Why Arab leaders’ Sons make lousy dictators

October 29, 2018 Middle East , Opinion , OPINION/NEWS

Reuters photo



Ahmed Tharwat



One of the most astonishing supporters of Mohammad Bin Salman, known as MBS, as the Guardian reported, is Ali Shihabi, head of the Arabia Foundation, a think tank lobby group, basically a Saudi Royal family operative, its main job to wash off Saudi dirt in the US. Mr. Shihabi, an ex banker, once said “MBS has ‘balls’, but is still young.” Incidentally, Thomas Friedman, in his latest love letter to the Crown Prince, tells us that MBS the reformer now has the ‘ball’ in his hands – I hope it’s not one of the ‘balls’ that Ali Shihabi was talking about.


The love affair with the Saudi Royal family didn’t just start with those overpaid cheerleaders however. Saudi Arabia has been run by successive brothers for more than 80 years, ever since King Faisal in fact, and according to the New York Times, all were reformers. The brotherly clans more or less kept Saudi Arabia afloat and their citizens content, the Saudi governing style being leave politics to us and just enjoy your hefty pensions. King Salman however decided to change all that, violating the Saudi Royal brotherly narrative, promoting his own son Crown Prince MBS to power.


Now MBS is running Saudi Arabia like a frat boy who is playing out of boredom. The gruesome and savage mafia-like killing of Saudi citizen and Washington Post writer Jamal Khashoggi shows the brutality of Crown Prince MBS and the direction Saudi Arabia has been going in since he took the throne, running the family business ‘mafia style’, MBS the hard-headed Sonny of the Corleone family.


This is not just in Saudi Arabia though, it is rampant throughout the whole Arab world as Ahmed Fathi, Managing Editor of American Television News told me in a Skype interview. Egypt, Jordon, Algeria, Syria, the Gulf countries – those Arab dictators stay in power too long, gain absolute power, destroy what it means to be a country, and in turn become the country itself, weakening institutions, justice systems, free press, civil societies; the police and military become the dictator militia, their main job to save and protect the dictator. When the Arab dictator’s term ends, usually by a call from god, the son inherits the throne, with nothing much left of a country to stop him (always him) from becoming a ruling dictator.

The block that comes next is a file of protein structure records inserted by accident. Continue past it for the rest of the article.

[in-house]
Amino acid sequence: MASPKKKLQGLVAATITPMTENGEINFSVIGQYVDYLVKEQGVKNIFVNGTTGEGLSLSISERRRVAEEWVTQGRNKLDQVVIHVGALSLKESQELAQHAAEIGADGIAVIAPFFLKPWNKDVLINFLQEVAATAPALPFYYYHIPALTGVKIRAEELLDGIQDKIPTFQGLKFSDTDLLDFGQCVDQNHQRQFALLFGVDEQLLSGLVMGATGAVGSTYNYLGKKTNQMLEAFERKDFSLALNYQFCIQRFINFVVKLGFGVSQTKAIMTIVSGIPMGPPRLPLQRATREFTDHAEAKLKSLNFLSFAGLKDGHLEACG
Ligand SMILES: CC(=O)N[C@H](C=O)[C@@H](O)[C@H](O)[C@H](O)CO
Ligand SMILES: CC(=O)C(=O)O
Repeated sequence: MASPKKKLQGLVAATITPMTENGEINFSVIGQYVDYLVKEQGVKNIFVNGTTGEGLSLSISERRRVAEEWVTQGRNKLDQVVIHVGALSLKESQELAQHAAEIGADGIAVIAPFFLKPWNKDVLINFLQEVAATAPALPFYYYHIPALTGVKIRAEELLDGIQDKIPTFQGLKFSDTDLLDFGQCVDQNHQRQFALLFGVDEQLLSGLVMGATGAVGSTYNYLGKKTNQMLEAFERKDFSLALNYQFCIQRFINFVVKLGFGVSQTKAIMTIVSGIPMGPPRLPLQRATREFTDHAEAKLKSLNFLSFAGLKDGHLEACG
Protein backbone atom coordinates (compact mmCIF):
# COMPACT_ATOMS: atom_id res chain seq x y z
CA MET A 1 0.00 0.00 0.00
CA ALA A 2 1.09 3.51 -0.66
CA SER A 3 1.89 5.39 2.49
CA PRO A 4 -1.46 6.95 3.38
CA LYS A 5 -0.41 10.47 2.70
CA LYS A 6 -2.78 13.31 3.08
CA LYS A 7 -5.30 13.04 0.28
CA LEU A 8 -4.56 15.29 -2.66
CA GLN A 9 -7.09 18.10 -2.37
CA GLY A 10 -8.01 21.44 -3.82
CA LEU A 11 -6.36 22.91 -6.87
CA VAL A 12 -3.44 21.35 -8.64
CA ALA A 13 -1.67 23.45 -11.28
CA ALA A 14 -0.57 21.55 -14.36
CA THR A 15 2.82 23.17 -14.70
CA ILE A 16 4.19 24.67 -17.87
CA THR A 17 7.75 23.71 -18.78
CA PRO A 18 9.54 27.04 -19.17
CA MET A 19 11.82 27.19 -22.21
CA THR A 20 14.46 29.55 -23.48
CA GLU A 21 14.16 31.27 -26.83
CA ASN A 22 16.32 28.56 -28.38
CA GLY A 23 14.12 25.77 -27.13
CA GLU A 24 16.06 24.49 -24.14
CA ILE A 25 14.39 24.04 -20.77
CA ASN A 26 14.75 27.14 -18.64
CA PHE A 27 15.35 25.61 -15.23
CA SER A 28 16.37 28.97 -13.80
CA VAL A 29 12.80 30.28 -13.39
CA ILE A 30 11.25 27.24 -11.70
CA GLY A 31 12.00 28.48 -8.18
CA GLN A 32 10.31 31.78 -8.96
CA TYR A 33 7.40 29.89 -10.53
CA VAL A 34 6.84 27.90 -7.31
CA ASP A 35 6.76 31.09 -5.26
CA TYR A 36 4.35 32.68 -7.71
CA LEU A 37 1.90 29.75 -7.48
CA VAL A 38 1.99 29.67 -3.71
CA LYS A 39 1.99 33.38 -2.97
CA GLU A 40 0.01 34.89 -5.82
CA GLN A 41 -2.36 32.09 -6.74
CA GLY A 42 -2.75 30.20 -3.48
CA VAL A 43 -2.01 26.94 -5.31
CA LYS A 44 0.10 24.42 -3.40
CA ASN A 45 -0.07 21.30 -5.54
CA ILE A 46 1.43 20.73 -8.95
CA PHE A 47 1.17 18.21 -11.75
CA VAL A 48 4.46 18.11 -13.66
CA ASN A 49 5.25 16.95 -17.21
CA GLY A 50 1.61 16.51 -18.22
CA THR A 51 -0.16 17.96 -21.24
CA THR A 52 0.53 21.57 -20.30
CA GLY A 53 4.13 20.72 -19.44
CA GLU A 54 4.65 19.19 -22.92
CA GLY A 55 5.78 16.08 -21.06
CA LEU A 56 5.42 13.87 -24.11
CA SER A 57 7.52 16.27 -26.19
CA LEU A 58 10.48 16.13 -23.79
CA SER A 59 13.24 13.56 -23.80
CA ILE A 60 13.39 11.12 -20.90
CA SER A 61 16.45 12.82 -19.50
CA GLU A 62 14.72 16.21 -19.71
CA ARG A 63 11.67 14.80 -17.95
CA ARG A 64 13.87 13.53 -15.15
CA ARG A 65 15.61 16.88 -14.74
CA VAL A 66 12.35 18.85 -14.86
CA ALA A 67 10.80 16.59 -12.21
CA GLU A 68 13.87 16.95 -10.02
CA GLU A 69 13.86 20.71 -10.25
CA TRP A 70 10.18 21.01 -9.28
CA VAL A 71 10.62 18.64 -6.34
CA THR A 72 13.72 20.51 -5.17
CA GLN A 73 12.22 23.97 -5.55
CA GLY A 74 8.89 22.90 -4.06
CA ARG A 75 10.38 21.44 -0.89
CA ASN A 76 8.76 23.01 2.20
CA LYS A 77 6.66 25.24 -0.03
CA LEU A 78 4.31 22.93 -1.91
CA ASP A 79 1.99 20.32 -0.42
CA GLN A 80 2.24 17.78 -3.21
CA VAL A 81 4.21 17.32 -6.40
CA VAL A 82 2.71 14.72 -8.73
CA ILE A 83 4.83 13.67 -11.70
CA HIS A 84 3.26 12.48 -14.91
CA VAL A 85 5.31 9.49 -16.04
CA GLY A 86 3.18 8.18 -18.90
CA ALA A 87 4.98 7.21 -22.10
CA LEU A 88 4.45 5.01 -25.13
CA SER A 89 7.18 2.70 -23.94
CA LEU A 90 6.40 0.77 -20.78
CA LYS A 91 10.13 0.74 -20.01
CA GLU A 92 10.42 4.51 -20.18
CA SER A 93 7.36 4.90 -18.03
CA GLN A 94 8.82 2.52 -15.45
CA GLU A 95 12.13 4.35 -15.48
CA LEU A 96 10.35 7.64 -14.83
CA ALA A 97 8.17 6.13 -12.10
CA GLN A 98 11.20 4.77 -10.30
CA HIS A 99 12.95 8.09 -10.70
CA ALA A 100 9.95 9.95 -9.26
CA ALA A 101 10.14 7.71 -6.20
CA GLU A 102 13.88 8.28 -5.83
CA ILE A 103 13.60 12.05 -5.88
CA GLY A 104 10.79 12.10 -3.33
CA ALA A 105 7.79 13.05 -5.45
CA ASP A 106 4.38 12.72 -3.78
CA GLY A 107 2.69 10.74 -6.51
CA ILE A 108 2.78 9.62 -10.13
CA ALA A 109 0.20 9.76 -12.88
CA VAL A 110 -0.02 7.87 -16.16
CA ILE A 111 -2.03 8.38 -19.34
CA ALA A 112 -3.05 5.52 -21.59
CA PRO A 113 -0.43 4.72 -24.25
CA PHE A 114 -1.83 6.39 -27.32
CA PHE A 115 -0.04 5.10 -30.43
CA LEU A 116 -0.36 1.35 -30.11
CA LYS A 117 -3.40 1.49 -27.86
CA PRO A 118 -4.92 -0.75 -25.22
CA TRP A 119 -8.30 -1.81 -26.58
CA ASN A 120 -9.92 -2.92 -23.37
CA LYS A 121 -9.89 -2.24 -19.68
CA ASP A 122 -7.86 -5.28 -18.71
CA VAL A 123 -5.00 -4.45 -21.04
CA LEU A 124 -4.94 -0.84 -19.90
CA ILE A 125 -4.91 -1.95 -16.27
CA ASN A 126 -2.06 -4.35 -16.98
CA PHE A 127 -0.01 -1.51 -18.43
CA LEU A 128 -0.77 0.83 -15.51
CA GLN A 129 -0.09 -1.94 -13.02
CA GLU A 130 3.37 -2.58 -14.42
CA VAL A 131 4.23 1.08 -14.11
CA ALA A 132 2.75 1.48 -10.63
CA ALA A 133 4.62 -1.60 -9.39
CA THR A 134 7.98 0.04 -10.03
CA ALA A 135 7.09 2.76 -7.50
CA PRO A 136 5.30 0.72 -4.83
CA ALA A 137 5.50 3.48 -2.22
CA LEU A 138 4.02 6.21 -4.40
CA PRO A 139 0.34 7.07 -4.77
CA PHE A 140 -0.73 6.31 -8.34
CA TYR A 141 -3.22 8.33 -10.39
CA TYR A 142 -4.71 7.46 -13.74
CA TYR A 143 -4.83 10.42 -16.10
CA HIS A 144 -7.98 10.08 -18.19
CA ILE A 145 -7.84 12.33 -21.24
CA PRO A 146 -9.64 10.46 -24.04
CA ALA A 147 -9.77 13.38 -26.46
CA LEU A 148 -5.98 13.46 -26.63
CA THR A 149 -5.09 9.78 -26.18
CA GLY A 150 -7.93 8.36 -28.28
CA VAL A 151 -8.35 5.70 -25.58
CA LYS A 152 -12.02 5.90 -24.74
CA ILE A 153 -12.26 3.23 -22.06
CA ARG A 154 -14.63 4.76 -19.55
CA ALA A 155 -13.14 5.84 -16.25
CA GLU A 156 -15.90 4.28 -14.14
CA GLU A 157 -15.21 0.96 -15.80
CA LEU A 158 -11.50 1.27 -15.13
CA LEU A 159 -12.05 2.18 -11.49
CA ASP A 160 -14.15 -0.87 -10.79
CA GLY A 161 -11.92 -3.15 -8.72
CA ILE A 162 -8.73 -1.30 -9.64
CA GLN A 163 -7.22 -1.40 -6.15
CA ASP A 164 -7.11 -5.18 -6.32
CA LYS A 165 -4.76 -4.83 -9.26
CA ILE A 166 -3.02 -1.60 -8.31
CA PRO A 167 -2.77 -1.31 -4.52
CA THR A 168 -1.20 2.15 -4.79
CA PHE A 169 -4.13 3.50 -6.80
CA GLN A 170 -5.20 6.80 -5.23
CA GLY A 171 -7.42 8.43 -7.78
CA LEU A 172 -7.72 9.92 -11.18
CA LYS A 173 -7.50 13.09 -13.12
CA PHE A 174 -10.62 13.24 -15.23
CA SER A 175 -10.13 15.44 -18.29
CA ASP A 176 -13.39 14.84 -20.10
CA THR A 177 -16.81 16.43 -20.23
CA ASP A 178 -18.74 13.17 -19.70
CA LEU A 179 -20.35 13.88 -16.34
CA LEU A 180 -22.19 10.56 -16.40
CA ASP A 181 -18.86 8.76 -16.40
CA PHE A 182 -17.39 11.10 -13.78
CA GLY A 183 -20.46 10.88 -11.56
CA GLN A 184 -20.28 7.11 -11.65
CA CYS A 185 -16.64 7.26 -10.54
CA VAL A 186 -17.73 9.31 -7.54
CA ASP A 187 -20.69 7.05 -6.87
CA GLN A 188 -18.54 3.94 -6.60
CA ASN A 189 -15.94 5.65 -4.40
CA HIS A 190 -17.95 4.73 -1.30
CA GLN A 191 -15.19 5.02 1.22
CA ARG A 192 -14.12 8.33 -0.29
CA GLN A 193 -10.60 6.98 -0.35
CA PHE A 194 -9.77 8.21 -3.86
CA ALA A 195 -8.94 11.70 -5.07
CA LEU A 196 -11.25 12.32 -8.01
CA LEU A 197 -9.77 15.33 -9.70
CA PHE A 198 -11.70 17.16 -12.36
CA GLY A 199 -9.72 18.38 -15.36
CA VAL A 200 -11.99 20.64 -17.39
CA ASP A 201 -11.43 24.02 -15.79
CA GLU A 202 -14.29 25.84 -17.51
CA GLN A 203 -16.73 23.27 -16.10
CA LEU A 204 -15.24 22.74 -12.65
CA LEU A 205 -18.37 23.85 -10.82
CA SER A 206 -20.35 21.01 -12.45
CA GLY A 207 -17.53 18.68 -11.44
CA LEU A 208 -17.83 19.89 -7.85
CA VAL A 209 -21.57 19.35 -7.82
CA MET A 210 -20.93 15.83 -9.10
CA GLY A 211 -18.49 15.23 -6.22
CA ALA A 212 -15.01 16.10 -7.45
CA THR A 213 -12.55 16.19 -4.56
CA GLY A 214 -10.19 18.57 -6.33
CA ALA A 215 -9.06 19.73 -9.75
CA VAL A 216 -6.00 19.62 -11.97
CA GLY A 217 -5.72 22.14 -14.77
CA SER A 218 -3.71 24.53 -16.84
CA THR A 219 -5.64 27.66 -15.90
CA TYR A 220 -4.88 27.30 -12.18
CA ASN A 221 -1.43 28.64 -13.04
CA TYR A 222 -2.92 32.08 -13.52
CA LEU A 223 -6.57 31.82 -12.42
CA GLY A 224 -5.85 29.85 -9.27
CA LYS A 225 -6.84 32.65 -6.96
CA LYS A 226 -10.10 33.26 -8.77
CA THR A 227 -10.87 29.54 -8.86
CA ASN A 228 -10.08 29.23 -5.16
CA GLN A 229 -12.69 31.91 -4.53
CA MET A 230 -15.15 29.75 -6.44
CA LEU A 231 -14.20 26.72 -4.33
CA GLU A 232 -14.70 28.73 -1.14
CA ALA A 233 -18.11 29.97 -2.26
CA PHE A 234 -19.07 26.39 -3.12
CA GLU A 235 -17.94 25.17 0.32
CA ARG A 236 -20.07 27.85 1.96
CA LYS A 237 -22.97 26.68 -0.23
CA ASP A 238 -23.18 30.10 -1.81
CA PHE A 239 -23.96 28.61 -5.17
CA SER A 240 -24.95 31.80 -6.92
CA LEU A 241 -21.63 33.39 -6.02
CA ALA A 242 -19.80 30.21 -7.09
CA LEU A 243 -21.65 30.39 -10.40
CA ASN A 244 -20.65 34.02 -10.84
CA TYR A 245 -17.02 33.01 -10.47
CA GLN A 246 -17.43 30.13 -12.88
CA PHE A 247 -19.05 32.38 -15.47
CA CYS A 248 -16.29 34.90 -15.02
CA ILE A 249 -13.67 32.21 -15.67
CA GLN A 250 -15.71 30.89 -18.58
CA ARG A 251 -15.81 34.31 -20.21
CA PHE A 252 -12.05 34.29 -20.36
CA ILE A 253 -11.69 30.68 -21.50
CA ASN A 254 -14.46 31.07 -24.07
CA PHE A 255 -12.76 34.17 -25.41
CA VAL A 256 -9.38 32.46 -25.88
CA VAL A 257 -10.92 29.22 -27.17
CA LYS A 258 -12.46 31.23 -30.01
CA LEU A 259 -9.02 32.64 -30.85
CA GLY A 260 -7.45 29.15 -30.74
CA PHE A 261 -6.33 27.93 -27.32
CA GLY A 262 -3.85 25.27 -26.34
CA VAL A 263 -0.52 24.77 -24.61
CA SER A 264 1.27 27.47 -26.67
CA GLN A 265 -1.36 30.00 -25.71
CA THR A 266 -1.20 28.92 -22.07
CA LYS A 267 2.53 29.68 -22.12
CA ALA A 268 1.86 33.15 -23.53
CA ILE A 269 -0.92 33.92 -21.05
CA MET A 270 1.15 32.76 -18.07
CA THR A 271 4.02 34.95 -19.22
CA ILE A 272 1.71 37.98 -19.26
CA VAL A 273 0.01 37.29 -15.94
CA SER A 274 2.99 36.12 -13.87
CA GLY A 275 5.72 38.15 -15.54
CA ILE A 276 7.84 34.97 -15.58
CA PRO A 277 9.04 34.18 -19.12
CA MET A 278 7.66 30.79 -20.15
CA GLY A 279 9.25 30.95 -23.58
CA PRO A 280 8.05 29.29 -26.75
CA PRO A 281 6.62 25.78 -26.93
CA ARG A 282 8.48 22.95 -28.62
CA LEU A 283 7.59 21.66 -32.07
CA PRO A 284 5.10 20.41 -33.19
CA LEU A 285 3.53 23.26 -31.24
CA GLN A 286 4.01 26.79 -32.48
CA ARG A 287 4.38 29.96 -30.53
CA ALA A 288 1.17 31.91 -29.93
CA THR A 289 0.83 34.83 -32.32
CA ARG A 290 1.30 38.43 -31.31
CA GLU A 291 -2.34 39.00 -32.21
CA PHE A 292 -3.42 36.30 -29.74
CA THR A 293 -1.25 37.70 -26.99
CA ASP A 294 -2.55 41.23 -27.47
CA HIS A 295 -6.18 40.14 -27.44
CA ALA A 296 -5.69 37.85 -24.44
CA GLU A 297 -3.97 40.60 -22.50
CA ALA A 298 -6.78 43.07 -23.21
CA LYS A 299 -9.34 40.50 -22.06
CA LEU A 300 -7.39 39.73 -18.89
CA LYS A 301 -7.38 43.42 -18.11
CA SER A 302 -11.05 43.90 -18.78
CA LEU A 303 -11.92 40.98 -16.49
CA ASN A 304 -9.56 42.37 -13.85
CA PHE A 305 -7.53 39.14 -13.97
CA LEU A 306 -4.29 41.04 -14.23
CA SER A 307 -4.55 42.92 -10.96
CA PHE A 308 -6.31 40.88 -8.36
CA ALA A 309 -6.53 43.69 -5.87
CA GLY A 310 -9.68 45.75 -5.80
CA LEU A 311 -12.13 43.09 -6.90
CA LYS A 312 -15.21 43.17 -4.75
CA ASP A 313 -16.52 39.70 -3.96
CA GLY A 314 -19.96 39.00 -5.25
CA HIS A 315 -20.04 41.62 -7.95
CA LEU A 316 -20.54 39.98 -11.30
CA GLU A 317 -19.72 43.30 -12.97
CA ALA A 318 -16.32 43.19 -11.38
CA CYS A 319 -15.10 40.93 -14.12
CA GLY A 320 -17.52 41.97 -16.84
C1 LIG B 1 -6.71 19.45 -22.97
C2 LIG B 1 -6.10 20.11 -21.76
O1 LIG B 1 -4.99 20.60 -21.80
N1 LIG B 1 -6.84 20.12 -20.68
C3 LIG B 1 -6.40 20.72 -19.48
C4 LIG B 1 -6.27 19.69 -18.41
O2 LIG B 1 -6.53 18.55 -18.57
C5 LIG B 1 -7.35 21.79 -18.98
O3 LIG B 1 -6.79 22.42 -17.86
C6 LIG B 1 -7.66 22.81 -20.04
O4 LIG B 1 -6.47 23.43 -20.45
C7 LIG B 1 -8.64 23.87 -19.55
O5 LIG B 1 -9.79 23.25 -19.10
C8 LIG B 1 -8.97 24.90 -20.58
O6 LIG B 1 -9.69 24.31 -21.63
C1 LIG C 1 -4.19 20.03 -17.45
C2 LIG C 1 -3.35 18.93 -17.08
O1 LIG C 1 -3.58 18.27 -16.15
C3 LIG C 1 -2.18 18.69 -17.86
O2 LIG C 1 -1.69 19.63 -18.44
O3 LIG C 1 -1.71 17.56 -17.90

In Egypt Mubarak stayed in power for 29 years, keeping the country afloat, flirting with democracy in his later years; a tolerated dictator by most Egyptians. But once he started grooming his son Gamal for the presidency, his son also acted like Sonny in the Corleone family, abusing his power, getting rid of any possible contenders or opposition, having his father’s dictatorial temperament combined with abrasive youth. Egyptians took notice and they toppled him, his dad and the whole autocratic system in the Jan 25, 2011 revolution. Now Egypt’s current president, dictator el-Sisi, doesn’t appear to have learned from this and is grooming his son to take over after him, 30 years from now god willing.


In Syria, Hafez al-Assad’s son, Bashar, formerly an eye doctor, came into power after the death of his father with lots of promises of reform, then took the country to the dark ages, a complete destruction and colossal disaster. In Libya, Gaddafi, with all his craziness, ruled for almost 40 years, his flamboyant son, the second of nine children, Saif al-Islam once having been groomed to take over his father’s throne. Saif al-Islam, which means ‘the sword of Islam’ in Arabic, was extremely brutal against his and his father’s opponents, the Arab Spring and the bombing of NATO changed all that; his father was savagely killed and Saif al-Islam was captured. Now he has the audacity to play a role in Libya’s future with the help of European sensitivities.


King Hussein ran Jordan from 1952, staying in power until his death in 1999. He had the skills and cunning to survive turmoil and pressure from all sides, then his son Abdullah took over, the flamboyant King who, after ISIS killed one of his pilots (burning him), promised to fight ISIS by himself, (he is a fighter by training), actually taking his fighter jet and unloading a few bombs in a remote desert, returning victorious.


Ali Abdullah Saleh of Yemen wasn’t as lucky, and running a country as he once put it is “like dancing on the head of snakes”, shifting his alliance and enriching himself in the process until one snake bit him and was put out of his misery. His son Ahmed Abdullah was the head of the National Guard, but that didn’t save him. As for Saddam Hussein’s sons, Qusay and Uday Hussein, Uday was the most brutal, with a history of rape, torture and killing, both sons killed a few months after the US invaded Iraq.


Dictators’ sons make bad leaders, even a young reformer like MBS, who has now allowed Saudi women to freely drive to the funerals of their killed family members.






Ahmed Tharwat

Ahmed Tharwat is the Producer and Host of the Arab-American TV show BelAhdan. His articles are published in national and international publications. He blogs at Notes from America, www.ahmediatv.com and his articles appear in national and international publications. Follow him on Twitter @AhmediaTV.

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